You eye the robbers. They’re all relatively short, wearing hoods and heavy clothing that you mistook before as rain gear. Now you see it just serves to make them nondescript but doesn’t actually protect them from rain. Splotches of color, like someone threw paint blobs at them, cover their heads and shoulders. The man’s boot, where he kicked the frog, boasts a red and green smudge.

Perhaps the clothing protects them from the frogs.

The slime didn’t harm you, so maybe these people aren’t human.

That’s a lot of guesswork, though.

With full potato sacks, the robbers back away toward the door. They haven’t touched your payment, so you don’t move.

Then one of them spies the gleaming coins and greed glistens in his eyes.


Do you…

A. Let Him Take the Coins?


B. Fight with Frogs?

Raining Frogs Option B. Fight with Frogs

You worked for years to earn enough for your little parcel of land and now this two-bit robber wants your hard earned payment. coins-1198693No way are you okay with that.

As he approaches, you back up in a non-threatening gesture.

That close to you, you see he really is short, and you’re not a towering individual. The bulkiness of his clothing also covers very broad shoulders and what looks like the bulges of bovine ears under his hood. Those bulges move warily.

He’s definitely not human.

Around his feet hop a couple of the frogs. They seem to be trying to hop into the gap of his pant leg but he’s moving too much and they keep missing the narrow target.

His hand comes down on the counter to sweep the coins into his sack.

You stoop down, grasp a squishy frog and pitch it into the robber’s face.

He screeches and drops the potato sack full of money. It hits the floor with a crash and glittering coins scatter across the floor in all directions.

The robber stumbles and his hood falls back.

He’s ugly. Truly misshapen with a bald head covered in blotchy colors, big, rubbery ears and warts everywhere.

The teller behind you gives a horrified gasp.

Where the frog smacked the robber’s skin, steam rises and bubbles blister his flesh. He wipes at the slime frantically, trying to clean himself with his sleeve, but his movements are shaky and he gets slime onto his hands as well. Immediately the skin there blisters and lets up steam. There’s a hissing like an egg dropped on a hot skillet.


You grab another frog and pitch it into his face, driving him backward. Two of his companions move up beside him and you start pitching frogs faster.

But there are four robbers and only one of you. By the time you have a chance to look around for the last man/ghoul/whatever thing, it’s too late.

bricks-1554855He lands on your shoulders like two tons of brick and you hit the floor with an ugh!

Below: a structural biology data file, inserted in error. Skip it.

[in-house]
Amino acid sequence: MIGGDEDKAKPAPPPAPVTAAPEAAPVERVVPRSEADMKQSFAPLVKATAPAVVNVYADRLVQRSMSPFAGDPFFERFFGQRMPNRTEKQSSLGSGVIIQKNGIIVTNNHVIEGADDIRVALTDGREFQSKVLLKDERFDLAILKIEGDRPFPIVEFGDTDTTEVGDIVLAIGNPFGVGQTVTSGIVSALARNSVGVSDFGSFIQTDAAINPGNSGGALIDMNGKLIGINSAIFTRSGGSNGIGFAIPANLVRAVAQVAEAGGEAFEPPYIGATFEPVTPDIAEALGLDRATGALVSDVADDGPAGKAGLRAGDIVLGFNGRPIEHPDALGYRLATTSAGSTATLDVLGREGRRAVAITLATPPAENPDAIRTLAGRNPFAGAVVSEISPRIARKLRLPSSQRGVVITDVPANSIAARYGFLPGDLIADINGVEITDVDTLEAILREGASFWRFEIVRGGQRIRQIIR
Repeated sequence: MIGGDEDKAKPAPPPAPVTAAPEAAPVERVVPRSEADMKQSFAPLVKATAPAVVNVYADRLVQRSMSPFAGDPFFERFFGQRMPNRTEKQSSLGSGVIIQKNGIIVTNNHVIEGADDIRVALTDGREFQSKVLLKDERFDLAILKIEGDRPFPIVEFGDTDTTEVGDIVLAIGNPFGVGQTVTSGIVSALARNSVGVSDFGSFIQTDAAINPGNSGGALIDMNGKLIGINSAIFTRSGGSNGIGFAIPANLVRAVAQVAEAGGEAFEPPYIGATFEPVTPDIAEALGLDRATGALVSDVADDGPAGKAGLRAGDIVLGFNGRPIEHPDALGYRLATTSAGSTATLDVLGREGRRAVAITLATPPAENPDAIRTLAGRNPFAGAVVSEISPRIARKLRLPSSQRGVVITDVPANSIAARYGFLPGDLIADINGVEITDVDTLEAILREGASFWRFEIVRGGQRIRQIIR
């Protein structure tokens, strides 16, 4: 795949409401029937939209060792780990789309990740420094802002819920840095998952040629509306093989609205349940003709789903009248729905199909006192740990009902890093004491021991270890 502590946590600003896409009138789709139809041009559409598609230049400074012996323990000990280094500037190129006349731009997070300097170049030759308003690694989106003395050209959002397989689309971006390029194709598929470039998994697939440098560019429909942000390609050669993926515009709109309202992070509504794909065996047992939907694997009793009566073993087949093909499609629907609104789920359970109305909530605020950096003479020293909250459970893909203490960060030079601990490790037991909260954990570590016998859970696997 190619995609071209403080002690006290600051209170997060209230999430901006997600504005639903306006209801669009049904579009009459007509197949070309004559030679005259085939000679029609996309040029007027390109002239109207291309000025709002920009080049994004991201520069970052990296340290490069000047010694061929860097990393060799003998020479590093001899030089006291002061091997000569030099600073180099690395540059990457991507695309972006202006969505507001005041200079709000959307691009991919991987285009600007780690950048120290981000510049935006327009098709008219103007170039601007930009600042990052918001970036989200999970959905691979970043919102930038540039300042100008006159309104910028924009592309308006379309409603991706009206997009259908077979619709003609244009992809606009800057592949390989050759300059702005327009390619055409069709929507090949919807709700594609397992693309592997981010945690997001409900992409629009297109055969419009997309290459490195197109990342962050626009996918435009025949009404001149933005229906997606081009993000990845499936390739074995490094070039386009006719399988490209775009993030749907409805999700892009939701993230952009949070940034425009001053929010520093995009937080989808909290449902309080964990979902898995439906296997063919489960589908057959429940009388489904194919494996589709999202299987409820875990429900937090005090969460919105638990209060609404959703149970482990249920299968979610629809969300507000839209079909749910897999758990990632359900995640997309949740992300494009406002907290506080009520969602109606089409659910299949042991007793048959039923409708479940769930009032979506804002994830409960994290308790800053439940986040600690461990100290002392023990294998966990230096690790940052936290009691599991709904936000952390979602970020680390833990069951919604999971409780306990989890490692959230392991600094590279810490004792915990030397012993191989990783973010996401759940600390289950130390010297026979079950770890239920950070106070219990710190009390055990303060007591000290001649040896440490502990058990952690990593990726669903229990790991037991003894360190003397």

Although he’s small, he weighs enough to equal a horse.

“More for the offering,” he says in glee. The others chortle in hissing, high-pitched delight.

While his companions gather up the fallen coins, he ties your hands behind you and throws an extra potato sack over your head. It smells musty. Maybe the potatoes that used to hold it turned moldy.

Offering? You wonder as he forces you to your feet.

He pushes you forward and a moment later you’re outside getting hit by splatting frogs. Deluge is right.

Your captures grumble.

Do you…

Bb. Stay Quite for Now?


Bc. Make Their Lives Difficult?

Raining Frogs Option Bc: Make Life Difficult

These creatures ruined your day. This perfect, lovely day of realized dreams. A vindictive part of you simply wants to ruin their day in return.

sacks-1162226Although your head’s covered with a potato sack, you have no trouble telling when you’ve left the bank. Frogs splat against your head and shoulders in an unceasing rain of amphibians. They fill the air with ribbits and croaks over the general, thick splatting sound their soft bodies make against the ground.

You wait until you’re away from the bank and out into the street before you let loose on your four captors. With a shove of your hip, you push the right one far enough away that you can kick his legs. Luck’s with you. The kick connects solidly although with the hood you can’t say where.

You guess near his knee because he screams and crumbles to the ground. He continues screaming in a gargle like show of agony.

You don’t question your luck when he doesn’t rise. Instead, you shift to attack the creature on your left.

He sweeps your legs from beneath you and you hit the ground with a thud that rattles teeth. The potato sack slides to the top of your head and you shake, making it fall away completely. You’re just in time to see the creature aim a kick. As his leg draws back, you snake your feet around the leg holding his weight and pull.

He falls and huffs when he hits. His hood falls off and within seconds, frogs cover him.

You stare, shocked, steam hisses and frogs croak but when they clear away from him, there’s nothing left.

A quick glance confirms the first robber suffered a similar fate. You can’t remember when he stopped screaming. It all happened in such a blur.